"Scroll A" deals with Alchemy, not the profane exoteric science dealing merely with the transmutation of base metals into gold, but the esoteric science of spiritual self transformation concealed within the profane (5).


Hermes Trismegistus, credited with creating this system around the first century AD knew of course, that obscurity compels thought and this is the very thing which makes this material so useful. The temporal power of Christianity later rendered this type of cryptic presentation useful as a way to avoid being burned at the stake for "heresy." It is noteworthy that the symbols of Alchemy correspond exactly to those of our dreams(6). The diligent student is instructed to proceed here with great patience.


In Section II we find ritual Magick, most easily described here as "the carefully directed use of make-believe, among other things, to the end of securing conditions greatly desired." This material is an eclectic blend of practices having ancient Egyptian, Hebrew, and European origins.


Both sections in this volume have their own separate detailed introduction. In either section the student is encouraged to substitute attributions and imagery in keeping with his own heritage and spiritual values(7). While not absolutely necessary, the utility of this material would be greatly enhanced by first reading at least one elementary text in each respective area(8). This is especially recommended in the case of Alchemy.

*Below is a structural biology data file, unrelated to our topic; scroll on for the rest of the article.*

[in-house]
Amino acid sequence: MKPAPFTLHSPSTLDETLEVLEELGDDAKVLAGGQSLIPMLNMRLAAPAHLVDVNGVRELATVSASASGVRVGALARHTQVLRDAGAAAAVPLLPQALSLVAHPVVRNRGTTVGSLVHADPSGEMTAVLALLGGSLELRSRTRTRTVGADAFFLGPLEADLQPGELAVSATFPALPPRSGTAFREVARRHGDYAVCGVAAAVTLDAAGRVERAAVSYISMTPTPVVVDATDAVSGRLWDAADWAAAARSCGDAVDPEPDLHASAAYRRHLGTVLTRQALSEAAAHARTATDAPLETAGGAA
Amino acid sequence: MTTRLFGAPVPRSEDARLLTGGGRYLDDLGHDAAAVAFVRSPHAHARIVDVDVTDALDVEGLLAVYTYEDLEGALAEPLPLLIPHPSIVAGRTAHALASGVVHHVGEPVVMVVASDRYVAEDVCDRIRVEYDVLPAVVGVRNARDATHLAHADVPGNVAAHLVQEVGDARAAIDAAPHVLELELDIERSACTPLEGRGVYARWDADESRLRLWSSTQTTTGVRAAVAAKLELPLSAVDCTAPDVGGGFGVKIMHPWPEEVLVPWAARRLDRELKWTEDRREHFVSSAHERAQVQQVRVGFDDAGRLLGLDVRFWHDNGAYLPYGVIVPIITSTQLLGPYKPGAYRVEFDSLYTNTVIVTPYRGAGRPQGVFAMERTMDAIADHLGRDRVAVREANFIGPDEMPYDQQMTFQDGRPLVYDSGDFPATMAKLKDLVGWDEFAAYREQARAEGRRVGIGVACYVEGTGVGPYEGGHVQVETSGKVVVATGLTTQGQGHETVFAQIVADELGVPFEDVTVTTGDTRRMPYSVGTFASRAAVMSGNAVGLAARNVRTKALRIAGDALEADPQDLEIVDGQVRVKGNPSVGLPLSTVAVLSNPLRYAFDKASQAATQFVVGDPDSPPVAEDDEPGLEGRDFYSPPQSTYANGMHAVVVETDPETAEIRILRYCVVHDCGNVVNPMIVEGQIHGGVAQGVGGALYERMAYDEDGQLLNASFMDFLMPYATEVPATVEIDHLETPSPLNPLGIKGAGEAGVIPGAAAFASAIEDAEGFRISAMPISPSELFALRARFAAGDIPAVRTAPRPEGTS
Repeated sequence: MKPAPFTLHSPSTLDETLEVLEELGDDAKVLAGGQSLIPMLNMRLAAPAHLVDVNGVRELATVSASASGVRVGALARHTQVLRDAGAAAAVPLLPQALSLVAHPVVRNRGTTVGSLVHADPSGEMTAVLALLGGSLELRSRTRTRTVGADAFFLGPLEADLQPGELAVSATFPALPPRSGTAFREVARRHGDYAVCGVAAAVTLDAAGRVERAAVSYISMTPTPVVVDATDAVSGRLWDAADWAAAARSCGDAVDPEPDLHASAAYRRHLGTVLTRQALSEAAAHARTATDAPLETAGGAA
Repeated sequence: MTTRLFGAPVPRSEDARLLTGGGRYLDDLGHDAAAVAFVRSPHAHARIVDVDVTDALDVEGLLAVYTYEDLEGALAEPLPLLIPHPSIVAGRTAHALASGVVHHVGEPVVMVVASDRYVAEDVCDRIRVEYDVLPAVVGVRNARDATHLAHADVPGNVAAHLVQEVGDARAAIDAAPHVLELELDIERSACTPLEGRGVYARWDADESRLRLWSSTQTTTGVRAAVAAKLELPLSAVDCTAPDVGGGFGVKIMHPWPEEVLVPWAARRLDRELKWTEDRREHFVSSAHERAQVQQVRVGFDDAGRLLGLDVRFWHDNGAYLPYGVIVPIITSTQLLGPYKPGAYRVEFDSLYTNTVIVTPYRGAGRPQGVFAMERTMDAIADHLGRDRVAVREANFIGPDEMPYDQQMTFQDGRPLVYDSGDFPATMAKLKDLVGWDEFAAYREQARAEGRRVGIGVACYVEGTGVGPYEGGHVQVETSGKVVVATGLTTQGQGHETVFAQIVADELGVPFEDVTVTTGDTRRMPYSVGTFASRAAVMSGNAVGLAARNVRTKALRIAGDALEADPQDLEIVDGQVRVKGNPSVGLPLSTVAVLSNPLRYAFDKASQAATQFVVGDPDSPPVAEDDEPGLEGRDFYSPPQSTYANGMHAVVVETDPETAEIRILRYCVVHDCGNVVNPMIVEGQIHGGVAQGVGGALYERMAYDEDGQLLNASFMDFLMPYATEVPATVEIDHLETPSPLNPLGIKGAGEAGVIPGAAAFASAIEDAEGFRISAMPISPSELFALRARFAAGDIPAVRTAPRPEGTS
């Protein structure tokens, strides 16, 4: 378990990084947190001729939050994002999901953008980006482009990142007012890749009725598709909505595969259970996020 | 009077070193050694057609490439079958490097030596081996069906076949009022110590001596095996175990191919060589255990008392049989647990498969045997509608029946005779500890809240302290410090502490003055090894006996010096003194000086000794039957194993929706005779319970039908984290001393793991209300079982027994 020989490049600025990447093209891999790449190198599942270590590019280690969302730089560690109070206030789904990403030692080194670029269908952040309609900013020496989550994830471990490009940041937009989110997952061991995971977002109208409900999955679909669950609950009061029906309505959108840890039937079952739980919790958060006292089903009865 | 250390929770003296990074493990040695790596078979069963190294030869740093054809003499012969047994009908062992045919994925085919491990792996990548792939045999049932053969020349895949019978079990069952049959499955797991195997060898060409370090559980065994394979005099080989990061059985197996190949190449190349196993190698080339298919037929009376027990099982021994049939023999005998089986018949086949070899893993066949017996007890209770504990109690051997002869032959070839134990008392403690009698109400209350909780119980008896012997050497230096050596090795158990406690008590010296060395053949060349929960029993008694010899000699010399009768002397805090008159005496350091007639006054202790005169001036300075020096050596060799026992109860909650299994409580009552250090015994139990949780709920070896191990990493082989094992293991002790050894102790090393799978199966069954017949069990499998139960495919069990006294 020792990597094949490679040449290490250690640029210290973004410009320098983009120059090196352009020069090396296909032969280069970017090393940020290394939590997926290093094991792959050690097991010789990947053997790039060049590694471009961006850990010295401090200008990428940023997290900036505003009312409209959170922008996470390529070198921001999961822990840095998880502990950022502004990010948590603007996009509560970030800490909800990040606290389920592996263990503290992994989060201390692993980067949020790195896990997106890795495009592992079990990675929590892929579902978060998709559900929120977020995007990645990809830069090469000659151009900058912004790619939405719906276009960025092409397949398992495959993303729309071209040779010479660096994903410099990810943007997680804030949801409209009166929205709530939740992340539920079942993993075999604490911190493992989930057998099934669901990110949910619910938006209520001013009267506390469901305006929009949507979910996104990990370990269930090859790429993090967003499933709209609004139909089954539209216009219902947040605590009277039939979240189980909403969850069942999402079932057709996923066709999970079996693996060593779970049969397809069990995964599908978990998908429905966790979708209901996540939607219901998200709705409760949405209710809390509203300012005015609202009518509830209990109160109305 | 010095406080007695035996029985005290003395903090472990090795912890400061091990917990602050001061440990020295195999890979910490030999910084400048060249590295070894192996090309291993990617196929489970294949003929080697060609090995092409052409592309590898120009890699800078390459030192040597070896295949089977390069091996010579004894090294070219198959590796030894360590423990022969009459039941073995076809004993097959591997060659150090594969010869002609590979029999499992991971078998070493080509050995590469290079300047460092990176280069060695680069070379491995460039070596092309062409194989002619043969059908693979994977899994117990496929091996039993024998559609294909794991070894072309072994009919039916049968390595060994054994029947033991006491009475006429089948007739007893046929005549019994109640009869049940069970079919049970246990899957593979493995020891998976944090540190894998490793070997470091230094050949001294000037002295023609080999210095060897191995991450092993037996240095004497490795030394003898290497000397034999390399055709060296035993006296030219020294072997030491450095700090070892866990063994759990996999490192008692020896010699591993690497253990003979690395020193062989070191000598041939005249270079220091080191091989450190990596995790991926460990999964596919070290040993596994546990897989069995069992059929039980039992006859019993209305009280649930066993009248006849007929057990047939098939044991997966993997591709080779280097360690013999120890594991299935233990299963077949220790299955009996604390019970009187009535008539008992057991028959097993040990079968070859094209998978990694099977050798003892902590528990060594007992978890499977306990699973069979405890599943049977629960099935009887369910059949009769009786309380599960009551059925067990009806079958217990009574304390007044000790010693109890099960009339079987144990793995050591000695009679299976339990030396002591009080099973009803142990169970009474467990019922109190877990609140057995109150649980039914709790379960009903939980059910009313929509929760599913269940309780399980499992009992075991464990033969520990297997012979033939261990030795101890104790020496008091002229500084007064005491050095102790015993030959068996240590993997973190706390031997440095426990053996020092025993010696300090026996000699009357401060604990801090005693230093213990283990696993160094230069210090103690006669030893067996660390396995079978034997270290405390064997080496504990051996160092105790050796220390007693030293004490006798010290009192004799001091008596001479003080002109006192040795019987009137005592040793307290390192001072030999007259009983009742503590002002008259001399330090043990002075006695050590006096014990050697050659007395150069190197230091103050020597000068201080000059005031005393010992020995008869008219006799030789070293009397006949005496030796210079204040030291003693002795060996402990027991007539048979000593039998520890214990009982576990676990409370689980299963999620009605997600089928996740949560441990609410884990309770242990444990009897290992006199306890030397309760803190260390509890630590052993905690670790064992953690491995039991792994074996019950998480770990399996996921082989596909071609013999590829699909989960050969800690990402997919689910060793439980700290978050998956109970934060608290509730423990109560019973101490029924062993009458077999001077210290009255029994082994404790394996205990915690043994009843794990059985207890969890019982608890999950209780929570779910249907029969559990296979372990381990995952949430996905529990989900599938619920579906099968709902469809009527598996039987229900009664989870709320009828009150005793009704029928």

Eric Fenris Magnuson 


4:17 PM,  March 26, 1995

The Witch House

Lake Wildwood, California







Find links to other Magnuson books under "Suggested Reading".

1. The decline in intelligence we enjoy today was produced by thirty thousand years of warm weather and easy living just prior to the last Ice Age. In all fairness, there are many who believe that Homo Sapiens is not descended from Cro Magnon. Human intelligence however, is declining measurably today. A book which deals with this very well:
Elmer Pendell, "Why Civilizations Self Destruct," (Howard Allen, Cape Canaveral, 1977). Scholarly and well documented. Essential reading for all caring people on Earth.

2. Detailed diagram will be found in the Three Scrolls section.

3. The name Baphomet in used here only in the sense of Eliphas Levi's famous drawing of the ancient Pan-like fertility goat surrounded by other symbols, together representing in a lusty fashion, the Totality of All, or God. The priapic or orgiastic overtones render this imagery most appropriate for young, horny people. This imagery is of course, highly suitable for outdoor use. If preferred, one can substitute from their own heritage any name or names which address the more important aspect here.

4. This material was penned originally on parchment scrolls.

5. The profane parody of Alchemy was, among true Alchemists, refereed to as " puffery."

6. See the writings of Silberer, Freud, and Jung.

7. It is urged that the student make a list of deities, heroes, doctrines, and practices for his own spiritual tradition, all attributed the same way as in Scroll T here.

8. Samuel Weiser's "Path to Power Series" are excellent, brief, no-nonsense books on many areas of arcane knowledge.